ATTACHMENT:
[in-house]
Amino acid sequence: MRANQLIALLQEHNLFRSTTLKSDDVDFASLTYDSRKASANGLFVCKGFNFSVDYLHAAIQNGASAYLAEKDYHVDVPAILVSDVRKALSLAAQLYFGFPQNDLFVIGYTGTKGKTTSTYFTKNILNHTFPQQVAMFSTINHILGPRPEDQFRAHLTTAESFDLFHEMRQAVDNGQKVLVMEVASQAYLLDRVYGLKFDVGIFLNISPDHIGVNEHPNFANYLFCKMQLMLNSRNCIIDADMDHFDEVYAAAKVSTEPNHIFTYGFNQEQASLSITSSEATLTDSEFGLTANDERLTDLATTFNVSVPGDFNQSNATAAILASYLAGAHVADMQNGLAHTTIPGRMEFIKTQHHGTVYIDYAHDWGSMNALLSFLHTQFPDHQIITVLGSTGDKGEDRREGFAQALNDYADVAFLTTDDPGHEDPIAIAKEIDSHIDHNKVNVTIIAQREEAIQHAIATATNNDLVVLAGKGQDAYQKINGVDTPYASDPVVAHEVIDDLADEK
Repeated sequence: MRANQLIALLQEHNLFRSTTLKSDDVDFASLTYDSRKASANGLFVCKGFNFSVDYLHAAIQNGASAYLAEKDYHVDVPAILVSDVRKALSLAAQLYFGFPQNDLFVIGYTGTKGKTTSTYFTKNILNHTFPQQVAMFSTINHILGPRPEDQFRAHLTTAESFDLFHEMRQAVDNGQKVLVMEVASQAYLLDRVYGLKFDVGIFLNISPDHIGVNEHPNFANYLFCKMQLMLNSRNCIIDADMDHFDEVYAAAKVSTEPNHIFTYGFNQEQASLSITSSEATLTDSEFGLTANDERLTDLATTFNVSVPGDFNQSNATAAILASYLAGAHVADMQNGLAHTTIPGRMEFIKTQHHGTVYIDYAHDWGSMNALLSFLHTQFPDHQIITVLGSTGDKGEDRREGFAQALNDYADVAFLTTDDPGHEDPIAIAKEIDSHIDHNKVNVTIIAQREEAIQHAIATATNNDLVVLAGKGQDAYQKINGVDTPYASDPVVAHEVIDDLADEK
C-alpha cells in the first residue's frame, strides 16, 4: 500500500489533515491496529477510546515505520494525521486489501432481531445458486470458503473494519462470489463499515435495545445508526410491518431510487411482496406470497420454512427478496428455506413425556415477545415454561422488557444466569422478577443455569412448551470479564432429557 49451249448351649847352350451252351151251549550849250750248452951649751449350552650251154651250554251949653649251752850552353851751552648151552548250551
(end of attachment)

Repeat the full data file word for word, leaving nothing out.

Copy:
[in-house]
Amino acid sequence: MRANQLIALLQEHNLFRSTTLKSDDVDFASLTYDSRKASANGLFVCKGFNFSVDYLHAAIQNGASAYLAEKDYHVDVPAILVSDVRKALSLAAQLYFGFPQNDLFVIGYTGTKGKTTSTYFTKNILNHTFPQQVAMFSTINHILGPRPEDQFRAHLTTAESFDLFHEMRQAVDNGQKVLVMEVASQAYLLDRVYGLKFDVGIFLNISPDHIGVNEHPNFANYLFCKMQLMLNSRNCIIDADMDHFDEVYAAAKVSTEPNHIFTYGFNQEQASLSITSSEATLTDSEFGLTANDERLTDLATTFNVSVPGDFNQSNATAAILASYLAGAHVADMQNGLAHTTIPGRMEFIKTQHHGTVYIDYAHDWGSMNALLSFLHTQFPDHQIITVLGSTGDKGEDRREGFAQALNDYADVAFLTTDDPGHEDPIAIAKEIDSHIDHNKVNVTIIAQREEAIQHAIATATNNDLVVLAGKGQDAYQKINGVDTPYASDPVVAHEVIDDLADEK
Repeated sequence: MRANQLIALLQEHNLFRSTTLKSDDVDFASLTYDSRKASANGLFVCKGFNFSVDYLHAAIQNGASAYLAEKDYHVDVPAILVSDVRKALSLAAQLYFGFPQNDLFVIGYTGTKGKTTSTYFTKNILNHTFPQQVAMFSTINHILGPRPEDQFRAHLTTAESFDLFHEMRQAVDNGQKVLVMEVASQAYLLDRVYGLKFDVGIFLNISPDHIGVNEHPNFANYLFCKMQLMLNSRNCIIDADMDHFDEVYAAAKVSTEPNHIFTYGFNQEQASLSITSSEATLTDSEFGLTANDERLTDLATTFNVSVPGDFNQSNATAAILASYLAGAHVADMQNGLAHTTIPGRMEFIKTQHHGTVYIDYAHDWGSMNALLSFLHTQFPDHQIITVLGSTGDKGEDRREGFAQALNDYADVAFLTTDDPGHEDPIAIAKEIDSHIDHNKVNVTIIAQREEAIQHAIATATNNDLVVLAGKGQDAYQKINGVDTPYASDPVVAHEVIDDLADEK
C-alpha cells in the first residue's frame, strides 16, 4: 500500500489533515491496529477510546515505520494525521486489501432481531445458486470458503473494519462470489463499515435495545445508526410491518431510487411482496406470497420454512427478496428455506413425556415477545415454561422488557444466569422478577443455569412448551470479564432429557 49451249448351649847352350451252351151251549550849250750248452951649751449350552650251154651250554251949653649251752850552353851751552648151552548250551